Despite the fact that I just wrote a book I feel like I’m totally the wrong person to give advice to an aspiring author on how to get published. I thought it might be helpful, though, or at least interesting, for me to share my experience and the process. So, here we go…
I’ve shared before that I’ve never thought of myself as a writer. I was never good in English at school, disliked writing papers immensely and have always been lousy at spelling and grammar. I have always thought it would be fun to put together a decorating book, but that thought was the kind of thought you have like – it would be so fun to own a horse farm or it would be fun to live in Paris. It’s something you talk about and think about, but it’s something other people do. Not you.
I started to think it might be possible once I started writing for HGTV.com. One of their editors sent me an e-mail out of the blue asking if I would write three tutorials for them. She liked the tutorials on my blog and gave me the chance to try things out as a freelance writer. They liked my work and offered more work. Success in that job turned the little thought that was easily dismissed before into something I started to dream about with the hope that it might happen some day.
As I dreamed about writing a book, ideas began to flow at a rapid rate and the idea of what my book would be started to take shape. I envisioned a book about my style with tutorials, tips and stories laced throughout. I decided to start writing it before I burst or the ideas were lost. So I started.
It was easy at first, but then I got bogged down in the layout of the book. I was trying to put together an e-book or one that would be self-published, because the idea of a publisher being interested in hiring me as an author was very far-fetched in my mind. I didn’t have any connections with a publisher and I had no clue even how to submit a manuscript. The e-book stalled. It just didn’t feel right. I felt strongly like I just needed to keep working on my blog, my freelance writing, my retail space and just let things happen naturally. If I never wrote a book? Fine. I didn’t want to miss the opportunities at my feet because I’m too busy trampling over them to get to the next thing.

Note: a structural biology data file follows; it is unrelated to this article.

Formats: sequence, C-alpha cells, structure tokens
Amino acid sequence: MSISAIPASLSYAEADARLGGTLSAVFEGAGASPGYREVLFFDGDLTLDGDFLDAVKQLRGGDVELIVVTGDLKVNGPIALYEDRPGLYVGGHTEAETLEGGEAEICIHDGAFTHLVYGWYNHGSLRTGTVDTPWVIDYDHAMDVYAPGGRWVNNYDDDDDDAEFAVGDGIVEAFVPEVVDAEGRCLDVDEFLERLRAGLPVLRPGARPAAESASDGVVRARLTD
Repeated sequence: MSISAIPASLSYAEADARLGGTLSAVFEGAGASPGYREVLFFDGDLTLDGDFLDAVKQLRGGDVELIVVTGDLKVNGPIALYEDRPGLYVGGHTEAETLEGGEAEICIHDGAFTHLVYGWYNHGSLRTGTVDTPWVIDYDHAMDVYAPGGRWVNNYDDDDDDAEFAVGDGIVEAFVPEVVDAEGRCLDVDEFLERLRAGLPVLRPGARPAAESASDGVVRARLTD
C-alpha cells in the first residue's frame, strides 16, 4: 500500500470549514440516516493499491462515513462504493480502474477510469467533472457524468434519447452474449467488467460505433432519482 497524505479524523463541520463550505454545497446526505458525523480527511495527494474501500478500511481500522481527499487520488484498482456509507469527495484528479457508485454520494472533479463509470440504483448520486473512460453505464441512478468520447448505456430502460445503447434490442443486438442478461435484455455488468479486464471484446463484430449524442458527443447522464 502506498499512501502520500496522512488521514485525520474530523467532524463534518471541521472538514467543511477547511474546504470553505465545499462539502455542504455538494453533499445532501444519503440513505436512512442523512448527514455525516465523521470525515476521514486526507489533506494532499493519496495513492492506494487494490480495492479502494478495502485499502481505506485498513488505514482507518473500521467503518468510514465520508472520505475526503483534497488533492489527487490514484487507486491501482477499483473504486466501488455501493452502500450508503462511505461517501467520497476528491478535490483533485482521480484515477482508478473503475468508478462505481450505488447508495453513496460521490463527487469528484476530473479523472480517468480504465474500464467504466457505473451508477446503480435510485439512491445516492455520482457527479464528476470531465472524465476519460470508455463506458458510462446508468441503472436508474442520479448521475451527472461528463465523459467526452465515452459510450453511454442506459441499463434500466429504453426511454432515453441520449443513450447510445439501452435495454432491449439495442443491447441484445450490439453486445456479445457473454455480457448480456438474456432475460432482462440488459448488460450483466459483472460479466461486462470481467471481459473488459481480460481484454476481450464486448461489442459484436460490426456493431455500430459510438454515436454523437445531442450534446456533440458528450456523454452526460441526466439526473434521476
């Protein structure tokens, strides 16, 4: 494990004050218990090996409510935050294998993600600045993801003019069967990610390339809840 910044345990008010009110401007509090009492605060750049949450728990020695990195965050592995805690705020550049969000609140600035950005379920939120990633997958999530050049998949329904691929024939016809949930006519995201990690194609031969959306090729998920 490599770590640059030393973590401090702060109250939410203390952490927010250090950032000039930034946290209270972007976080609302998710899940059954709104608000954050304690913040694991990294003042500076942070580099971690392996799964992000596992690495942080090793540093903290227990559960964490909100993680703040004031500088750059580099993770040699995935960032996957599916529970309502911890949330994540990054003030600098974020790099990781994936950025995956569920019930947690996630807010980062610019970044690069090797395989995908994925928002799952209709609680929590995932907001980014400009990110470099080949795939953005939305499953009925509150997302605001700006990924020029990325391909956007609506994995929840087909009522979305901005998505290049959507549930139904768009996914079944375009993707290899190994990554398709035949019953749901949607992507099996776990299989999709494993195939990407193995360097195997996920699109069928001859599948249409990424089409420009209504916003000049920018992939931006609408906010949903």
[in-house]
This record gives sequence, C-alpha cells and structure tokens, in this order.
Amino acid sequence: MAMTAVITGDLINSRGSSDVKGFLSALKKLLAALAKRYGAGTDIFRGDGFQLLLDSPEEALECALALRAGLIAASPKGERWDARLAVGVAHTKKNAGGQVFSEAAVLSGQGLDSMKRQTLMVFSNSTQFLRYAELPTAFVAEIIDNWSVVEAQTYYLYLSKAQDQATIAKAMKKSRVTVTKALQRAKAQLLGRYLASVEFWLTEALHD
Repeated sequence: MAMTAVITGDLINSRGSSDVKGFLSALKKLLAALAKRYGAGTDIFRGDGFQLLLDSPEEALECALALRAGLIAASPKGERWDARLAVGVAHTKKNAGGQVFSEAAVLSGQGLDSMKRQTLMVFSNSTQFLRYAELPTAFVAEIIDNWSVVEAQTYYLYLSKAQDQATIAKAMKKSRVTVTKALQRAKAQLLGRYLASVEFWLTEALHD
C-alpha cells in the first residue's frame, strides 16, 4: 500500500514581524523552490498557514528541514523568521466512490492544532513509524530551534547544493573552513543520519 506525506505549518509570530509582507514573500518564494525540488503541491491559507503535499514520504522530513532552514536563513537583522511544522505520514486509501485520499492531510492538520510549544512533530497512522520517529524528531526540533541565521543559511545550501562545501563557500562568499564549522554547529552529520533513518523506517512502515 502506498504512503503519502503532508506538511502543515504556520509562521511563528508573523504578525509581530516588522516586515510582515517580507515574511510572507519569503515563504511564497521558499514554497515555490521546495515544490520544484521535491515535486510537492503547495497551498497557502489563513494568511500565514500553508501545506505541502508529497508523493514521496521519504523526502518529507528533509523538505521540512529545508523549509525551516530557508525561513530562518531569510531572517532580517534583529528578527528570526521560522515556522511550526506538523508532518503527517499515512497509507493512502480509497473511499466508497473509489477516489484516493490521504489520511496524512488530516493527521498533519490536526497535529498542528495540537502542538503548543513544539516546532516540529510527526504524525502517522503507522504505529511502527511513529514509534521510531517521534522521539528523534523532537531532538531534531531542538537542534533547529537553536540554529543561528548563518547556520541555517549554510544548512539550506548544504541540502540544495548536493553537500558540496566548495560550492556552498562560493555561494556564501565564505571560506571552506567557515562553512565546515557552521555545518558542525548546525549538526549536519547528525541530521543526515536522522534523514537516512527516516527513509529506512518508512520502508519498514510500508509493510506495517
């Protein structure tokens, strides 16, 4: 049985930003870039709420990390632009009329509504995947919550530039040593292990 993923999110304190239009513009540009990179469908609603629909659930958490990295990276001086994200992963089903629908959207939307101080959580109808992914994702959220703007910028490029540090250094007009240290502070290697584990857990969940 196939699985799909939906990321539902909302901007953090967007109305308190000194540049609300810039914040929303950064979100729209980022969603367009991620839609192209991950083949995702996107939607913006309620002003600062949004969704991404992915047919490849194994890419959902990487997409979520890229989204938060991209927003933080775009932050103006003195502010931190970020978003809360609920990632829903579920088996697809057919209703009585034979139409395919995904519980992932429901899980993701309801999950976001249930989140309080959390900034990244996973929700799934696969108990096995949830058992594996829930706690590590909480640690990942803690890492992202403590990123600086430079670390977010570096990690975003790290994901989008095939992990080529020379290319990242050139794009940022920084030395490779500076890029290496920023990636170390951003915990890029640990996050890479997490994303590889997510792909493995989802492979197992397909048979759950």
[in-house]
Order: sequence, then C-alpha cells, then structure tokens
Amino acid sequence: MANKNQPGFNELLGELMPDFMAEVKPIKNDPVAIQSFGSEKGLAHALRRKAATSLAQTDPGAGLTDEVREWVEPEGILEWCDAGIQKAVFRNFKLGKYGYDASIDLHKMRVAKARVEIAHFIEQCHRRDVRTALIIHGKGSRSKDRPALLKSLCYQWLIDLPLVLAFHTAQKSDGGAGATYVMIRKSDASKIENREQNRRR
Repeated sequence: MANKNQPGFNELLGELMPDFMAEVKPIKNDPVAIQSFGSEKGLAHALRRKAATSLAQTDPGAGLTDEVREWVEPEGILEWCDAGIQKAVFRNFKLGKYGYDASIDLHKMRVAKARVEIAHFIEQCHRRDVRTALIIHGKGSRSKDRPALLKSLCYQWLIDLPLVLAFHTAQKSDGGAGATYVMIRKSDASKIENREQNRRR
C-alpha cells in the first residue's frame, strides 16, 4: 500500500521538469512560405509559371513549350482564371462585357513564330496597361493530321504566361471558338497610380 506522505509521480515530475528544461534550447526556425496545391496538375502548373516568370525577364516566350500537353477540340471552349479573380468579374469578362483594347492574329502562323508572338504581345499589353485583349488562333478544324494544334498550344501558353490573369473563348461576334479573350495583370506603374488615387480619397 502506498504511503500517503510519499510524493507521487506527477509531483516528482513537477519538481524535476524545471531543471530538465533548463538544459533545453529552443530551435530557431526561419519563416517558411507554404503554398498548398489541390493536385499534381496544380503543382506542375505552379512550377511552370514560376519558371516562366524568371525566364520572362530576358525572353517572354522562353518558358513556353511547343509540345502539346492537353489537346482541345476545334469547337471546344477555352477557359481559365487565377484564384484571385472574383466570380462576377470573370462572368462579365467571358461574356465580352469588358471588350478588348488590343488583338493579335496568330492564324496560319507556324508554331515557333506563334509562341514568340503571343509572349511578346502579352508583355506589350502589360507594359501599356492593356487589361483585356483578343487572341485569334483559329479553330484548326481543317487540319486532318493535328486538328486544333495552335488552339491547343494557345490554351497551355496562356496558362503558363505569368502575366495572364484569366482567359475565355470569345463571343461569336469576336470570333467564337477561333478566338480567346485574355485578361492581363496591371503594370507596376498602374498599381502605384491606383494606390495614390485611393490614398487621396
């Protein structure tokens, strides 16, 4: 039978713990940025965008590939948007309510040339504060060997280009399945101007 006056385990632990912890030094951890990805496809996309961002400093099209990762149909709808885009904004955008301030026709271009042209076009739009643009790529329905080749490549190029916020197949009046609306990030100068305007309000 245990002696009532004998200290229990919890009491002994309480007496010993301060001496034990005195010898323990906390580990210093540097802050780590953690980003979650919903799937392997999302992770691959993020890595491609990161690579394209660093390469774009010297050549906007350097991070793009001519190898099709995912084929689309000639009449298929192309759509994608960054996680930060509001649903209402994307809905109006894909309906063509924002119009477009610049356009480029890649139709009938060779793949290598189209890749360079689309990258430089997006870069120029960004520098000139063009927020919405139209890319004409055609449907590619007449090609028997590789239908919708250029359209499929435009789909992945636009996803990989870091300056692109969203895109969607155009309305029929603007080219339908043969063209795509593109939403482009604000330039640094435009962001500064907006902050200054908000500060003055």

In April of 2011, I walked in the house after a day of shopping with my mother-in-law. My business phone voice mail light was blinking. I picked up the phone and dialed to check the message. I was sort of half listening as the conversations of my family were buzzing around me. I had to play the message a second time, because I didn’t catch much. The second time, I caught the word publisher and immediately clapped my hand over my mouth. I rushed through the room to grab a piece of paper and pen and replayed the message a third time. By this point I was bubbling with excitement and could hardly hold myself still. I wrote down, “Thomas Nelson…publisher…interested in book idea…” I hung up the phone, gathered myself and turned to my husband and father-in-law. (I think my mother-in-law had been summoned to play superheros with the boys during this time.)
I beamed at the two of them and tried to speak in a voice that wasn’t abnormally high-pitched and school-girlish. “I just got a voice mail from a publisher who is interested in me writing a book for them!!!” All composure was lost.
“Wow! Who’s the publisher?”
“I don’t know. Umm…. Thomas something… Thomas Nelson.”
“OH WOW! Thomas Nelson! They’re big time.”
The guys then informed me how big time Thomas Nelson was. I returned their call immediately and had to settle for leaving a voice mail. I didn’t hear back until a couple of days later, which was torture, but an excellent exercise in patience and trusting God’s timing. I finally received the call (or perhaps we scheduled one) and we started to discuss my ideas. That turned into a conference call to discuss my ideas and their ideas. That turned into the discussion of details and proposals and blog statistics and demographics. It’s not enough if I have an idea and a few people at a publishing company who like the idea. It has to be proved that the idea can be turned into a book that will sell. This process took about six months.
I didn’t do a lot during that time except wait, answer questions and provide information. Well, I did a lot, but not related to the book. I just focused on my blog, freelance and retail work. In August 2011, I wrote a post about losing & finding myself. It had nothing to do with the possible book. I just wanted to share what was on my heart and the response was overwhelming. I don’t know how many followers I had at the time, but over 250 comments on a post without any pictures or tips or a makeover was a big deal. And it wasn’t just the volume of comments, but how heartfelt they were. Without meaning to, I had touched a nerve. The people at Thomas Nelson noticed. This post…this was the book I needed to write. It was your comments that made it clear.
The idea was refined and pitched again. The details were ironed out about the photography…I was going to be the photographer (gulp!!) The idea was accepted and in November of 2011, I received an offer from Thomas Nelson to write (and photograph) my first book. I was over-the-moon excited about it, but a knot was slowly growing in my stomach. What if I gave my best and people didn’t like it? Didn’t buy it? What about the criticism that comes with putting yourself out there? My husband took me for a car ride and I cried and poured out my fears. We prayed about it and, after a few days, decided to not make decisions based on fear.
I took a leap of faith and signed the contract.
Speaking of the book, I have some book signings/workshops coming up in November and I’m working on scheduling more. Check out my side bar for an updated listing and I’ll be posting more details tomorrow.